Designing Airport Terminals for Transfer Passengers

by Richard de Neufville, (M.ASCE), Prof.; Dept. of Civ. Engrg., and Chmn., Tech. and Policy Program, MIT, Cambridge, Mass.,
Ignazio Rusconi-Clerici, (A.M.ASCE), Principal; Tekne-URC, Milan, Italy,

Serial Information: Transportation Engineering Journal of ASCE, 1978, Vol. 104, Issue 6, Pg. 775-787

Document Type: Journal Paper


This paper examines the question of how airport terminals ought to be designed to serve transfer passengers, an issue that designers generally neglect. The first section provides a procedure for calculating the number of transfers at airports in the United States, a statistic previously inaccessible; and shows how this figure has fluctuated at major hubs in recent years. These data also indicate that, as a general rule, the percentage of transfers at American airports equals the percentage of those that are on-line. The second section investigates the relative desirability of pier-finger and gate-arrival terminals, using the passengers' average walking distance as a criterion. Using the data on transfers, it appears that pier-finger configurations are preferable when the rate of total trasnfers exceeds 30%. With appropriate considweration of local circumstances and the fact that transfer rates can change significantly over a few years, this general rule can be used as one of the factors in choosing between designs for airport terminals.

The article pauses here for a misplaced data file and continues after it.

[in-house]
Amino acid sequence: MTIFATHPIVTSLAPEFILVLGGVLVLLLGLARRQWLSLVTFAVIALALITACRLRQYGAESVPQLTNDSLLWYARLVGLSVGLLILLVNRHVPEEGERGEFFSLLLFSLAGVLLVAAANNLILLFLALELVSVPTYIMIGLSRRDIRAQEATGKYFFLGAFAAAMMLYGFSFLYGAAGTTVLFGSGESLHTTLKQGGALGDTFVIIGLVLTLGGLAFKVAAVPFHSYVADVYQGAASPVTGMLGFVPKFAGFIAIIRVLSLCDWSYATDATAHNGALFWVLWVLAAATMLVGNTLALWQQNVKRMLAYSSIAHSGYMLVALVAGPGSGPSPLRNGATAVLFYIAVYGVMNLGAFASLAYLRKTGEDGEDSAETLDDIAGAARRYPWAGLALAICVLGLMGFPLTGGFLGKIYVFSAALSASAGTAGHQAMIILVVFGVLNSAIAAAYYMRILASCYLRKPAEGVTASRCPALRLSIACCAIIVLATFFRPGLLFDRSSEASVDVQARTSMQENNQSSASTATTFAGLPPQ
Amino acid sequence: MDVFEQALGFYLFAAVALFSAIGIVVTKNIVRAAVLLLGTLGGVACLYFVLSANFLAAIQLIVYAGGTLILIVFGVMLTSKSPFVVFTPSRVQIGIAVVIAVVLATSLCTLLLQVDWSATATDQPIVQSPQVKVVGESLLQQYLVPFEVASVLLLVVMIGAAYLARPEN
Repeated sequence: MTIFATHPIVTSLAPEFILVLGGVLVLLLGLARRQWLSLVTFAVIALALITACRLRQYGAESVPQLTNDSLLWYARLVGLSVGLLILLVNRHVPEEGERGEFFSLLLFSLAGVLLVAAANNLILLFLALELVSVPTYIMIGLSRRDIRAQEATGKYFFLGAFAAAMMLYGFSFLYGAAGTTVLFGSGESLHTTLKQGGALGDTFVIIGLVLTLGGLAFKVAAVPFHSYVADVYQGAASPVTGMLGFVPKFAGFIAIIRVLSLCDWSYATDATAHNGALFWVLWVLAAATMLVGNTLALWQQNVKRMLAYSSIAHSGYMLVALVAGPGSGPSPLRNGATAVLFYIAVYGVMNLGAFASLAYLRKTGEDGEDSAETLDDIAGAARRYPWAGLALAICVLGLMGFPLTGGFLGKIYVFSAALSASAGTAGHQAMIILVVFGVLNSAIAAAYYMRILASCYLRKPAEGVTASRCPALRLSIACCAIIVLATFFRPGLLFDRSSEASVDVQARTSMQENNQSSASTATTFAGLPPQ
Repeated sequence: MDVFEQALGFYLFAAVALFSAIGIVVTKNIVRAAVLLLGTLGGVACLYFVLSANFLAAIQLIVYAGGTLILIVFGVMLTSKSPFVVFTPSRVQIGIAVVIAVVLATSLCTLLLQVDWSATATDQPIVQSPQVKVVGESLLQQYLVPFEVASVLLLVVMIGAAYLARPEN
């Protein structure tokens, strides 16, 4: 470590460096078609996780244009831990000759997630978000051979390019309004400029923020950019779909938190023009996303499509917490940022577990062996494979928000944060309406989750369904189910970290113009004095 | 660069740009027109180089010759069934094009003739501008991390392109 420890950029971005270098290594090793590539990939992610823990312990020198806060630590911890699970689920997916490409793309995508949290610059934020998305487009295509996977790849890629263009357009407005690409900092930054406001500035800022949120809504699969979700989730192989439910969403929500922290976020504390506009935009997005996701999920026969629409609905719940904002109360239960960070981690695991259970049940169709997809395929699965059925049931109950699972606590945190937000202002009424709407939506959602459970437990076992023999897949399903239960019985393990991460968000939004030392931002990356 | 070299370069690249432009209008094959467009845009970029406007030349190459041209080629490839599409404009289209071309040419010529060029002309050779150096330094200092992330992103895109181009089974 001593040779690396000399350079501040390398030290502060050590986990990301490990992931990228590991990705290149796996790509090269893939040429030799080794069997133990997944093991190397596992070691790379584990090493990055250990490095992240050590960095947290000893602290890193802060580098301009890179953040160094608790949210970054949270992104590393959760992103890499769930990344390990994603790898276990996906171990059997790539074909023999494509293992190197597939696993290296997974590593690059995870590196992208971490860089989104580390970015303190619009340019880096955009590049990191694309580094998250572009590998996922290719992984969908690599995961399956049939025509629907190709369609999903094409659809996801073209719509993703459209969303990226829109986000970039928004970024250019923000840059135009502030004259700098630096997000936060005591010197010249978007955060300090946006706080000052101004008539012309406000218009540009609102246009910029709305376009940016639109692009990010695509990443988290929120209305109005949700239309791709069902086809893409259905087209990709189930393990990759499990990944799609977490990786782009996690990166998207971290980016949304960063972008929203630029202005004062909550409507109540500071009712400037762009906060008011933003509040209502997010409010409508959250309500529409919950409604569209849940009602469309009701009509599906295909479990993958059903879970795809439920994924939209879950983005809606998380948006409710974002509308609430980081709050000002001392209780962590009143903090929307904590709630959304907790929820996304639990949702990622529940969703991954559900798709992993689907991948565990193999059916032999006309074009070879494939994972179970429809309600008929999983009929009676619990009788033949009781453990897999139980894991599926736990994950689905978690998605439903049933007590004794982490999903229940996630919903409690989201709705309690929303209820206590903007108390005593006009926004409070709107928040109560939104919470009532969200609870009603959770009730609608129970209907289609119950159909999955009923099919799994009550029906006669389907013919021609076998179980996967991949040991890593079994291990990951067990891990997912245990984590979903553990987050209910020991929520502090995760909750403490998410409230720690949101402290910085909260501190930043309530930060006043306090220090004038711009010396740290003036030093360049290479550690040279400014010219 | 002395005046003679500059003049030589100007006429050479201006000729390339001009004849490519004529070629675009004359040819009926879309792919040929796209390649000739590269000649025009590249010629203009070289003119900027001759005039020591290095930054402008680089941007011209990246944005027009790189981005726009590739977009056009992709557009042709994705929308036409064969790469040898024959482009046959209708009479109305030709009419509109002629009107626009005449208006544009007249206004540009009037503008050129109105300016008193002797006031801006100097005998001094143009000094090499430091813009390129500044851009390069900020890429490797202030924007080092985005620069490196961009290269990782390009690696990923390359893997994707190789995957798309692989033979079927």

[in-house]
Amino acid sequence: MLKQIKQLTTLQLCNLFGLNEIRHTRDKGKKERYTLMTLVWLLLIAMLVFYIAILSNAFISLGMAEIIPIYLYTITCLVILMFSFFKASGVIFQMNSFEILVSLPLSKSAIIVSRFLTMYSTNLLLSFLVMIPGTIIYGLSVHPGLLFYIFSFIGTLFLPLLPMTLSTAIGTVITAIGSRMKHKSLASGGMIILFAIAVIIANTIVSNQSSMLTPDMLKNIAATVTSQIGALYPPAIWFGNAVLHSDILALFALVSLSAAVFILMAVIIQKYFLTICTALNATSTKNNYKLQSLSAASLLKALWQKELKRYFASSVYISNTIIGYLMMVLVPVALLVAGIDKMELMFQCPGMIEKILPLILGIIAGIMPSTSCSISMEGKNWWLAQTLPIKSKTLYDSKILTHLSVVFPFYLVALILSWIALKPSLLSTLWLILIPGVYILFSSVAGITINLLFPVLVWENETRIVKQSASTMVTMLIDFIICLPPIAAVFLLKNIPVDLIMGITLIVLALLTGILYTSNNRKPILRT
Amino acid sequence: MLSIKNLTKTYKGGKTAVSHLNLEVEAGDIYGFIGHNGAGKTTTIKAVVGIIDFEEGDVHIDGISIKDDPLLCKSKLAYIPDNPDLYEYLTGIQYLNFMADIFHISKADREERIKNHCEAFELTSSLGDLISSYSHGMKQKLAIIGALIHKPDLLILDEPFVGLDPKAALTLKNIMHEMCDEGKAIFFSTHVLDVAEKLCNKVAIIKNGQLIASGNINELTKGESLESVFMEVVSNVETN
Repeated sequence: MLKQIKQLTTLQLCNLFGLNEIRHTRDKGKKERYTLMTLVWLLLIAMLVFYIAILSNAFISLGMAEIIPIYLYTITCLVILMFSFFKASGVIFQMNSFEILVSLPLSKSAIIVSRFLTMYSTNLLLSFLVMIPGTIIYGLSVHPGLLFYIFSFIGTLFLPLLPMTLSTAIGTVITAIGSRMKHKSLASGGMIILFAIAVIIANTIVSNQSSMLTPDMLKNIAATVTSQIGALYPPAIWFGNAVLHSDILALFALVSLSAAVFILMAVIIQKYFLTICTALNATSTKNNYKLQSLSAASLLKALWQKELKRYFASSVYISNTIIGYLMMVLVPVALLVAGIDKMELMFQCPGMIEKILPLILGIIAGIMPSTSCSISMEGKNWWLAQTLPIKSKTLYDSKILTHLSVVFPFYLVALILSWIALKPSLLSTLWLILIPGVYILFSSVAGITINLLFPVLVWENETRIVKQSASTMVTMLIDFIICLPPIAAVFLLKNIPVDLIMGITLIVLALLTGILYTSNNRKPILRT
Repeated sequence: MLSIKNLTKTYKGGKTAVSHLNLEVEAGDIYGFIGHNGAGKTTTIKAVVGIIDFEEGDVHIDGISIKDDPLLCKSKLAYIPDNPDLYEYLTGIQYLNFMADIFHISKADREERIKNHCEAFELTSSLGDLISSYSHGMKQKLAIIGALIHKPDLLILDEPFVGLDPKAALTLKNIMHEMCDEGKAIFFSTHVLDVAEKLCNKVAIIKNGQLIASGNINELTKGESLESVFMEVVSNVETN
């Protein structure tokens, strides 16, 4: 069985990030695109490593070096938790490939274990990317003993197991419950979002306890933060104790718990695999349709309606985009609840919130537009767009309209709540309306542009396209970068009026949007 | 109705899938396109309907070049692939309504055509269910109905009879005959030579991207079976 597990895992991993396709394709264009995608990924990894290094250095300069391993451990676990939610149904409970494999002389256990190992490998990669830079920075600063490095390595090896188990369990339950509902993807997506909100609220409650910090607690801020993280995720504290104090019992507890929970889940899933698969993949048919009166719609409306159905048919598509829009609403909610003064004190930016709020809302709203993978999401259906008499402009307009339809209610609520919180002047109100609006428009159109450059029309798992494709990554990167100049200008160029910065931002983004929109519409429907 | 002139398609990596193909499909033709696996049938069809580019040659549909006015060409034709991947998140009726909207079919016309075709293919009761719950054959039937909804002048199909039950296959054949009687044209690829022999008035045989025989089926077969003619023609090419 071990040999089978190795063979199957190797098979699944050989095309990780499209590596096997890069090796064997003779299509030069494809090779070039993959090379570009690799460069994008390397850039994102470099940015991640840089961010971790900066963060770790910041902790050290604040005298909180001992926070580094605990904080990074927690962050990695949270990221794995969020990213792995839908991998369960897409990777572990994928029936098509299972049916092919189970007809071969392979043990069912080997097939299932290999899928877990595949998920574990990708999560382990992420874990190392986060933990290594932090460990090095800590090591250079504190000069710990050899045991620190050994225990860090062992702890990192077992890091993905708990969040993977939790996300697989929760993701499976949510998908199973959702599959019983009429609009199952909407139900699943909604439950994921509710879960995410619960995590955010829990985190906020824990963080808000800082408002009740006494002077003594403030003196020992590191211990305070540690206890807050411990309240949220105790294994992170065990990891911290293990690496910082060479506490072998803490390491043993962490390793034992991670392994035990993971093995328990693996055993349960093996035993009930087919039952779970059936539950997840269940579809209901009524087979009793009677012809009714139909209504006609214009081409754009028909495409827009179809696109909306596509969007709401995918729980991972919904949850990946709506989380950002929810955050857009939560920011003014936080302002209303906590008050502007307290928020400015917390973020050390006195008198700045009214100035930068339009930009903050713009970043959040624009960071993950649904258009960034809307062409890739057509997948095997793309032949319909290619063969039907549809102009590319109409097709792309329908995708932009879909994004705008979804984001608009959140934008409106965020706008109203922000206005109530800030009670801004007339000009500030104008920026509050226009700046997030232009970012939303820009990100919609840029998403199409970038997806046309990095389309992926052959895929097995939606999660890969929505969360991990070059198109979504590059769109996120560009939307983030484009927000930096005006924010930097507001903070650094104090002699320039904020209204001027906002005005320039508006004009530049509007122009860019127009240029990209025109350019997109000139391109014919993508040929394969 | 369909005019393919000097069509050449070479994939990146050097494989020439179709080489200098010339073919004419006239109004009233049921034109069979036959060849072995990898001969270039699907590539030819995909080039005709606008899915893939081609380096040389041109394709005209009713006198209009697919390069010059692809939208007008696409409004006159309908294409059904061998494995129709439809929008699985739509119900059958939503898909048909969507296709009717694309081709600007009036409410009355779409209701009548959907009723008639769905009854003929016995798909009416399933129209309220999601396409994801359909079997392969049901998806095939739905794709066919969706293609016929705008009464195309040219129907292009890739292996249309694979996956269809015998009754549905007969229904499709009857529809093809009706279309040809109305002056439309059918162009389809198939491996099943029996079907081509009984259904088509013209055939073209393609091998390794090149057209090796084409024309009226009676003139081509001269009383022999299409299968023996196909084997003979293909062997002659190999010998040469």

Subject Headings: Airport terminals | Passengers | Statistics | United States

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